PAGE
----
Exploring the Food Groups

All the food we consume comprises of four main nutrient groups: carbohydrates, protein, fibre and fat. Live to 100 takes a closer look at the essential building blocks of a healthy diet.

The majority of fad diets claim that cutting out a major food group from your regime will lead to a healthier life. The Atkins diet advises participants to cut out carbs; the ketogenic diet involves increasing fat consumption; the low-fat diet advises to eliminate fats. With such conflicting messages, it’s hard to know which method to follow. Live to 100 takes a look at the major food groups to see what may help or hinder you on your journey to a healthier lifestyle.


Are carbohydrates really the ‘demon’ that extreme dieters make them out to be? There are several reasons why carbohydrates have a bad reputation, but you don’t need to avoid carbs altogether in order to have a healthy diet. In reality, carbohydrates are an essential source of energy. They can be found in a great variety of food such as bread, pasta, fruit, vegetables and legumes. Avoid refined carbohydrates such as white bread and white rice as these may take less time to digest and leave you feeling hungrier than usual.


Where carbohydrates have been demonised, proteins have been glorified. There are an incredible amount of products on the market to help you add more protein to your diet. This is because protein is the building block of healthy bones, blood and skin and aids in the wound-healing process.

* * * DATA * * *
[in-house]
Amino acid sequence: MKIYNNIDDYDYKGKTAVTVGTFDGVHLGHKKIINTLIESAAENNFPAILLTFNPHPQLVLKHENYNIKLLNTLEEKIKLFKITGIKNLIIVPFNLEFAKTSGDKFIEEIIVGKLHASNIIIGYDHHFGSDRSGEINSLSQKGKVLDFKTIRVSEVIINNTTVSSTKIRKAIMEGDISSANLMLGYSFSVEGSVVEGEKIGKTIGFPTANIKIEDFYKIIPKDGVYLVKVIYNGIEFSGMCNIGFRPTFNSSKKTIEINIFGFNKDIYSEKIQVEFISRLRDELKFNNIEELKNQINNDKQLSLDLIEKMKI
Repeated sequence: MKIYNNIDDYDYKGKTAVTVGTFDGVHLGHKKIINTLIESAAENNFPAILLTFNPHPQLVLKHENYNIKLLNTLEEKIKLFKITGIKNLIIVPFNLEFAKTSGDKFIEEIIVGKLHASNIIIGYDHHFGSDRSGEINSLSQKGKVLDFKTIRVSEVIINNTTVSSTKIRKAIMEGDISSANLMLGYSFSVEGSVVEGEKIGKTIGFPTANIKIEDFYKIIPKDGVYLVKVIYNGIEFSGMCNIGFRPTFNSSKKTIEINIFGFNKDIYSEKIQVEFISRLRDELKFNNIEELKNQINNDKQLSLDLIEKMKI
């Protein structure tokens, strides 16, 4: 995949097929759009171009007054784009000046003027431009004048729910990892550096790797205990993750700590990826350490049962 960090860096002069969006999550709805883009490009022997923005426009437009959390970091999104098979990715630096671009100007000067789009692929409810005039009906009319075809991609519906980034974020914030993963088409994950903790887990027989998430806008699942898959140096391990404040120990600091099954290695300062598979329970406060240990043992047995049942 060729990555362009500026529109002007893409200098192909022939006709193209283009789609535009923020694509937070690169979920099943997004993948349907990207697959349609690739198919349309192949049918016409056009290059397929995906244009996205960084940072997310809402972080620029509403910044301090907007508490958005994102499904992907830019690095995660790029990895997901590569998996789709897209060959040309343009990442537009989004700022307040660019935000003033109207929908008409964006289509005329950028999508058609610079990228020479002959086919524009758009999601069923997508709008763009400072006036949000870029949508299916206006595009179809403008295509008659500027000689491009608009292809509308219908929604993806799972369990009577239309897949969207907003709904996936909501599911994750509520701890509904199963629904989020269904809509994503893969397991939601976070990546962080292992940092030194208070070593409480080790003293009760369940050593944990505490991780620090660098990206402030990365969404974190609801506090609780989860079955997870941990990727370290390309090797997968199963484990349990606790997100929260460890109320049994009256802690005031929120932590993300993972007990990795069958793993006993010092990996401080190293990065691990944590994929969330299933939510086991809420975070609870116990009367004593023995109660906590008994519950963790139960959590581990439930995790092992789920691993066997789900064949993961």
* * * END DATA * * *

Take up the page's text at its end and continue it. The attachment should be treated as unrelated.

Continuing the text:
It also helps to build and maintain muscles, which is why it has been lauded by bodybuilders for decades. The UK government’s dietary guidelines state that men only need 55.5 grams and women 45 grams of protein per day. Include sources such as meat, fish, eggs or beans and legumes with every meal. 

Those who do a lot of exercise are advised to consume the recommended amount of protein every day to prevent muscle deterioration.


According to NHS Choices, on average, people in the UK don’t eat the daily recommended amount of fibre. It is advised that individuals eat around 30 grams per day, but most people tend to only eat around 18 grams. Fibre is key to a healthy, balanced diet as it may go some way in preventing conditions such as diabetes, heart disease and some cancers. 

Fibre can be found in plant-based products such as fruits, vegetables and grains. 

This food group is not actually digested or absorbed by the body, meaning that it will reduce the risk of constipation and leave you feeling fuller for longer.


Say the word ‘fat’ and it makes people want to run for the hills. Surely fat can’t be good for you? There are three types of fat to be conscious of: saturated fat, unsaturated fat and trans fat. Saturated fat and trans fat are found in unhealthy, processed foods such as cakes and some types of meat—try to limit your intake of these foods where possible. Good fat is actually essential in providing the body with energy and aiding it in the absorption of certain fat-soluble vitamins including vitamins A, D, K and E. Include a good amount of unsaturated fat in your diet by eating fatty fish (like salmon), avocados and nuts.

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